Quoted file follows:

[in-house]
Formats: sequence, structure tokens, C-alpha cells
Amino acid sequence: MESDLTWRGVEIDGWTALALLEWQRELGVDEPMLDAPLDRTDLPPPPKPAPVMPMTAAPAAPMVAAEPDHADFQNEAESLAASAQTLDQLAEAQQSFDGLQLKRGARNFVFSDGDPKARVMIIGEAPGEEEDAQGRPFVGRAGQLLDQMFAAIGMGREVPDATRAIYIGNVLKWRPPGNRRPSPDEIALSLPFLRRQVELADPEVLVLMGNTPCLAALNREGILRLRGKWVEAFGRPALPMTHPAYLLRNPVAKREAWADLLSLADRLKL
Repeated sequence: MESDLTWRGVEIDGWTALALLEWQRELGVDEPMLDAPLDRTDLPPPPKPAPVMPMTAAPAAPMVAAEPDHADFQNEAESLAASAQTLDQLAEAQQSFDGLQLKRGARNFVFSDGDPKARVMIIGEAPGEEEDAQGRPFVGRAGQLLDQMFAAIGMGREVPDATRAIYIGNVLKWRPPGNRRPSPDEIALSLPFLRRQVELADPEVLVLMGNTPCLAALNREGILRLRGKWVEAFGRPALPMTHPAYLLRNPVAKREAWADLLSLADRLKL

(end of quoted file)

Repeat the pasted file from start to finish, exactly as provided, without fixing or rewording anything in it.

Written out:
[in-house]
Formats: sequence, structure tokens, C-alpha cells
Amino acid sequence: MESDLTWRGVEIDGWTALALLEWQRELGVDEPMLDAPLDRTDLPPPPKPAPVMPMTAAPAAPMVAAEPDHADFQNEAESLAASAQTLDQLAEAQQSFDGLQLKRGARNFVFSDGDPKARVMIIGEAPGEEEDAQGRPFVGRAGQLLDQMFAAIGMGREVPDATRAIYIGNVLKWRPPGNRRPSPDEIALSLPFLRRQVELADPEVLVLMGNTPCLAALNREGILRLRGKWVEAFGRPALPMTHPAYLLRNPVAKREAWADLLSLADRLKL
Repeated sequence: MESDLTWRGVEIDGWTALALLEWQRELGVDEPMLDAPLDRTDLPPPPKPAPVMPMTAAPAAPMVAAEPDHADFQNEAESLAASAQTLDQLAEAQQSFDGLQLKRGARNFVFSDGDPKARVMIIGEAPGEEEDAQGRPFVGRAGQLLDQMFAAIGMGREVPDATRAIYIGNVLKWRPPGNRRPSPDEIALSLPFLRRQVELADPEVLVLMGNTPCLAALNREGILRLRGKWVEAFGRPALPMTHPAYLLRNPVAKREAWADLLSLADRLKL